While many bugs are relatively benign, often getting patched before the user knows anything is wrong, the latest plague to hit Apple devices is already wreaking havoc on internet.
The issue, which has become known as the Telugu bug, gives people the ability to crash a wide range of iPhone, Mac, and iPad apps just by sending a single character from the third most spoken language in India.
To help address the situation, Apple says its already working on a patch that will fix the bug, which should arrive in the form of an intermediary update before iOS 11.3 (which is currently in beta) gets officially released.
However, in the meantime, some more mean-spirited users have taken to using the Telugu symbol to “bomb” other peoples devices. Motherboard has reported that by adding the symbol to a user’s Twitter name, you can crash the iOS Twitter app simply by liking someone’s tweet. And while it’s possible to address the issue by uninstalling and reinstalling the Twitter app, there’s not much stopping the same person from liking another tweet and causing the app to go haywire again.
Others have gotten even more devious, such as a security researcher who added the symbol to his Uber handle, which would crash the app anytime a driver with an iPhone tried to pick them up. And then there’s Darren Martyn, who posted a video on Twitter where he crashes people’s Mac networking app after he added the Telugu symbol to the name of a Wi-Fi network.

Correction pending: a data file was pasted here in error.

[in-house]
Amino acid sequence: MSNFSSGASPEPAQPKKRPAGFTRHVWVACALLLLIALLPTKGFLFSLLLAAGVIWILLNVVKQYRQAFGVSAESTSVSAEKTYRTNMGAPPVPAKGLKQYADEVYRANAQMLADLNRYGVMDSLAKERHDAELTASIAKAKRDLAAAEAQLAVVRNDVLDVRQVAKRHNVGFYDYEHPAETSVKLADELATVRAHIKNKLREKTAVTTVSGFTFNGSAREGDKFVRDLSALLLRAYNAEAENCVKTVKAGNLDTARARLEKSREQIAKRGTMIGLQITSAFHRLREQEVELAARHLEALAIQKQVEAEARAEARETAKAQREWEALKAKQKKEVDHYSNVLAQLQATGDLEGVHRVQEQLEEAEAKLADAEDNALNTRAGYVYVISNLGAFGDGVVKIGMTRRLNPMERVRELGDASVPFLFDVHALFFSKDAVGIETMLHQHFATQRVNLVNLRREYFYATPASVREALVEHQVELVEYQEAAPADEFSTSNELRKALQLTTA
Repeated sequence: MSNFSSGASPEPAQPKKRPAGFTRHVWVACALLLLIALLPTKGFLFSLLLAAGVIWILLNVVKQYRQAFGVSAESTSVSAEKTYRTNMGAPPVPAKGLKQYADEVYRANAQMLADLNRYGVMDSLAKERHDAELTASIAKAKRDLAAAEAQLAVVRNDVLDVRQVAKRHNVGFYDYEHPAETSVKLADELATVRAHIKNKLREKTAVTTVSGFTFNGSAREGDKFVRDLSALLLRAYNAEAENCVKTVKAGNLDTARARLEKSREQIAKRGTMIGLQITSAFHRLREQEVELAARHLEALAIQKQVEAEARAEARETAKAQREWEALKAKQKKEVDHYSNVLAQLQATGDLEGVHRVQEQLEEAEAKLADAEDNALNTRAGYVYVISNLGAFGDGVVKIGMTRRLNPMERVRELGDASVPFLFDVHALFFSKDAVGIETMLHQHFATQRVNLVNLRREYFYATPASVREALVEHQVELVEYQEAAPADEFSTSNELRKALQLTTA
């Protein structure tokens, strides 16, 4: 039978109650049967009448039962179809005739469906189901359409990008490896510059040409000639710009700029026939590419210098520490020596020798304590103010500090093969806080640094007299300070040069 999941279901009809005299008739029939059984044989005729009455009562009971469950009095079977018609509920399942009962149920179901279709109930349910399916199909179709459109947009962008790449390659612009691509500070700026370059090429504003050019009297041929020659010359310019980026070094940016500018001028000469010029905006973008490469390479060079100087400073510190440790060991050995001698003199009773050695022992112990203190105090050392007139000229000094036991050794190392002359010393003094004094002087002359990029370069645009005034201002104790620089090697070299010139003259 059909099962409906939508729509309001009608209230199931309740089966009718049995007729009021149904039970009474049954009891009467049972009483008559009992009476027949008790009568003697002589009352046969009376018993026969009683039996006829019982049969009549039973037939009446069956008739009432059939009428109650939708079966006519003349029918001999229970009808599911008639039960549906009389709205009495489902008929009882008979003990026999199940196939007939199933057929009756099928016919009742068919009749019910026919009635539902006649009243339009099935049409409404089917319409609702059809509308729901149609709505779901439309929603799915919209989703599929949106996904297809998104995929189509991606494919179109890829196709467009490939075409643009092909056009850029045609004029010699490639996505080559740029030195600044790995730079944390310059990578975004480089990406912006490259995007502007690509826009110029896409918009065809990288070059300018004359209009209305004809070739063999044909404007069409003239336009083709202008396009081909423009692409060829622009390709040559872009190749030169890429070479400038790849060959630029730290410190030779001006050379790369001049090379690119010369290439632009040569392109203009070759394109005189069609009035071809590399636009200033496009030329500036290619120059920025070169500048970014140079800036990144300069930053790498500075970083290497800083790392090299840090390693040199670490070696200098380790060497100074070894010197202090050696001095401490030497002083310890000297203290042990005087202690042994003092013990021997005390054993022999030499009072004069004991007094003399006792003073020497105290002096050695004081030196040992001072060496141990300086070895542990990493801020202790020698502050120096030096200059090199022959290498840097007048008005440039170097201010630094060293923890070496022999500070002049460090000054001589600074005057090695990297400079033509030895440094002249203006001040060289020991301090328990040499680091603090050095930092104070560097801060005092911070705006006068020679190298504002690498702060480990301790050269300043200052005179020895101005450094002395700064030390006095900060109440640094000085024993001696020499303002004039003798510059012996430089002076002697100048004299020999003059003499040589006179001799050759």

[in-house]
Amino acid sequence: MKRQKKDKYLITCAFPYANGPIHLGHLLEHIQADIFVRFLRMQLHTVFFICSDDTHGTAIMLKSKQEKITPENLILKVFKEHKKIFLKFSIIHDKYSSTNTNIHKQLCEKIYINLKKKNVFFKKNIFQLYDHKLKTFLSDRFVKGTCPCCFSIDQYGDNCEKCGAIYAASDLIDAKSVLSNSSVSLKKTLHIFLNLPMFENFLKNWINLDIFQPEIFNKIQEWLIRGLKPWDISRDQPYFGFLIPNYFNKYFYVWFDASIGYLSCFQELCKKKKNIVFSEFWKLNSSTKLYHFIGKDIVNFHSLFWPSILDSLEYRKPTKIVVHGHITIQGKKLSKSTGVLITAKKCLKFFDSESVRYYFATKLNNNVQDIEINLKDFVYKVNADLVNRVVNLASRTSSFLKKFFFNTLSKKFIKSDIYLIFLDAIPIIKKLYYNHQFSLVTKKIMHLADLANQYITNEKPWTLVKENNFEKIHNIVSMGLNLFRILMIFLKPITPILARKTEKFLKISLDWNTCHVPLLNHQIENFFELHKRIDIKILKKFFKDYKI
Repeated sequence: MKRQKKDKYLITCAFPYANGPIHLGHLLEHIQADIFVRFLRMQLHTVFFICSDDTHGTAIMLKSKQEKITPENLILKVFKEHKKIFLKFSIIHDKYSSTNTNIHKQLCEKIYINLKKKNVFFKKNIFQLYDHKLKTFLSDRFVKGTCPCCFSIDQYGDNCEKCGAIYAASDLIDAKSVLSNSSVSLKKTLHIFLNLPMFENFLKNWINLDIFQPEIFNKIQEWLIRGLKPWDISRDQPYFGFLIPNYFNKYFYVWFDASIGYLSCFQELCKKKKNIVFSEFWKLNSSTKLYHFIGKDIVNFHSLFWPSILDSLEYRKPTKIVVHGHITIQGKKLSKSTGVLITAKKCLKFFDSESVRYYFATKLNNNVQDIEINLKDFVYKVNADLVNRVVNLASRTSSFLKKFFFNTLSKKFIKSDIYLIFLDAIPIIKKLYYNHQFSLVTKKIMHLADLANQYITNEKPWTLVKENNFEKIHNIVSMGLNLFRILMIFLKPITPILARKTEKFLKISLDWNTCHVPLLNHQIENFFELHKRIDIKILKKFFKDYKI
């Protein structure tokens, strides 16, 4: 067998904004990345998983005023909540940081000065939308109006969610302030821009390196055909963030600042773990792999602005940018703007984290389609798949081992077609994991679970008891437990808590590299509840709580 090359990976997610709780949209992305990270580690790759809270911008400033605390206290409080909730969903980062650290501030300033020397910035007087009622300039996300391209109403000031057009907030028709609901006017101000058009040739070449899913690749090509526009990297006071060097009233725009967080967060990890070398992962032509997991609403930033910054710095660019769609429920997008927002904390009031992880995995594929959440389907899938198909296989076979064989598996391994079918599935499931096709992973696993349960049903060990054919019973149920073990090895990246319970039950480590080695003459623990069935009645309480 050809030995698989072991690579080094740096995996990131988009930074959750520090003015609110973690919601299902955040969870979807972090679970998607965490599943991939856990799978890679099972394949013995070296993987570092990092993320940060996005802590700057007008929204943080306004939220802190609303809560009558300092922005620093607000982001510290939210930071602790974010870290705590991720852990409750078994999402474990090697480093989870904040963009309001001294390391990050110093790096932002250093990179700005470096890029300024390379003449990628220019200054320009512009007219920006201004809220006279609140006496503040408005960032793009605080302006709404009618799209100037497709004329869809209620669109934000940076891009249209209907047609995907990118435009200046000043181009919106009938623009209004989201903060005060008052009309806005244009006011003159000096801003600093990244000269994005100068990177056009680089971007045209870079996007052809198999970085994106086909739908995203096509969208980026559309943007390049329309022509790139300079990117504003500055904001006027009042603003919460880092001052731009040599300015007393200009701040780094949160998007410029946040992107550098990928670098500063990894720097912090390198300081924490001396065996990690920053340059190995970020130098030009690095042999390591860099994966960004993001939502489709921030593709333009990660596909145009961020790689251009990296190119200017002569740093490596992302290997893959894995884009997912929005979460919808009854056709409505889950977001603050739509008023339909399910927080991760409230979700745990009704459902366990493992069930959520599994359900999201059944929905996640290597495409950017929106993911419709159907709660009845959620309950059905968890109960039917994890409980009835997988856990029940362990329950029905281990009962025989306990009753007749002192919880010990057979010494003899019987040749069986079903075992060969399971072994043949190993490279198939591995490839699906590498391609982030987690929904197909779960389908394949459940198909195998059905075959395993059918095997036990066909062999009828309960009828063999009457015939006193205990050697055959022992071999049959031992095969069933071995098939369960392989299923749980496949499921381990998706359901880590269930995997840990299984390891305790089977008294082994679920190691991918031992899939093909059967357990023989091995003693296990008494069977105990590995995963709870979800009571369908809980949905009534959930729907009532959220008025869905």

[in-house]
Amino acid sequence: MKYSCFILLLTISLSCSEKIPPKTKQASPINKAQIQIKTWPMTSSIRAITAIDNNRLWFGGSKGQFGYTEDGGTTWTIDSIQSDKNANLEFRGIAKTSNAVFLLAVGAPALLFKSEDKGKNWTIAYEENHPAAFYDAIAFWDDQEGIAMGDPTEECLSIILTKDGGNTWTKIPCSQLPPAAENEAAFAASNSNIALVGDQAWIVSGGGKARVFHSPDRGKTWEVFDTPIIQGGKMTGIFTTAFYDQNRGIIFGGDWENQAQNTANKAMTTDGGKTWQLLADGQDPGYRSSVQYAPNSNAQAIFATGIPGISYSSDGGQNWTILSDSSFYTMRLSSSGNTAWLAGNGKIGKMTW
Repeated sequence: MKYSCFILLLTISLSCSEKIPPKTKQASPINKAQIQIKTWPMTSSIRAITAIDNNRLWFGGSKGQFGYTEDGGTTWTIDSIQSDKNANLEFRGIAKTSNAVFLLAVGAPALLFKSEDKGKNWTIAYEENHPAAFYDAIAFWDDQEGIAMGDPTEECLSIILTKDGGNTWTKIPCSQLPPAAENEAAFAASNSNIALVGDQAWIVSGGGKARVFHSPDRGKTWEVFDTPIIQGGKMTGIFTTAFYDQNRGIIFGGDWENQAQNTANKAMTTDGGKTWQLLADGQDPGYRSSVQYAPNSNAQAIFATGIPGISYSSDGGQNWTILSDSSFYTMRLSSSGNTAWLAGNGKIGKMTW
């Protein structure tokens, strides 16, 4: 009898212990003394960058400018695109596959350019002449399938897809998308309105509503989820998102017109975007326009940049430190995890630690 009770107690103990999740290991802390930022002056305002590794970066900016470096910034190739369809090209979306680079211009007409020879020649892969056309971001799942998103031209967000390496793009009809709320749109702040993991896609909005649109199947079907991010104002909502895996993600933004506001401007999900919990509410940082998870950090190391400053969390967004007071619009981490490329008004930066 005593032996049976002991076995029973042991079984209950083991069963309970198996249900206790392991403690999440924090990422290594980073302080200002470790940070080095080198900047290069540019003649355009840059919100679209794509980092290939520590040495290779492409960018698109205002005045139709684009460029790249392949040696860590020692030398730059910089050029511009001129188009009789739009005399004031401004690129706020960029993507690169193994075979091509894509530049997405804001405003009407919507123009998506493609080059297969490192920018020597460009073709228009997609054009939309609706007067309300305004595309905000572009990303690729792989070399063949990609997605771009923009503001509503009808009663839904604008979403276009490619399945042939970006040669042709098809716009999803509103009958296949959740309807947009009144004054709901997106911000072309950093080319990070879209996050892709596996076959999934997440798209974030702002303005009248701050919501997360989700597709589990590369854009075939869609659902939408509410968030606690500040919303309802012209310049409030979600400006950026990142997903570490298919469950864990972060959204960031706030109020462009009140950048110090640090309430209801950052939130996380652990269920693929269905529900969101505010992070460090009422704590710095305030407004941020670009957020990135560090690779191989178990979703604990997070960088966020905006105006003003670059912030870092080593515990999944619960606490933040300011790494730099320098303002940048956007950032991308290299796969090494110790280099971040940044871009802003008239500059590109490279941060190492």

While this might sound like people are just using the bug to have a bit of fun, it’s still pretty shocking to see how a seemingly innocuous bug is having such a big effect on the millions of people with Apple devices. It’s a good thing Apple recently decided to delay new features in iOS 12 to concentrate fixing bugs in iOS. Though at this point, you have to wonder if that decision hasn’t come a bit too late.
These are the separate characters:
Plain Text: జ ఞ
Bold Text: జ ఞ
These are the characters stacked:
Plain Text: జ్ఞా
Bold Text: జ్ఞా
If anyone wants to use them please do so with caution. They can destroy the iPhone or iPad of anyone who receives them. I’m posting this in case people are interested in testing.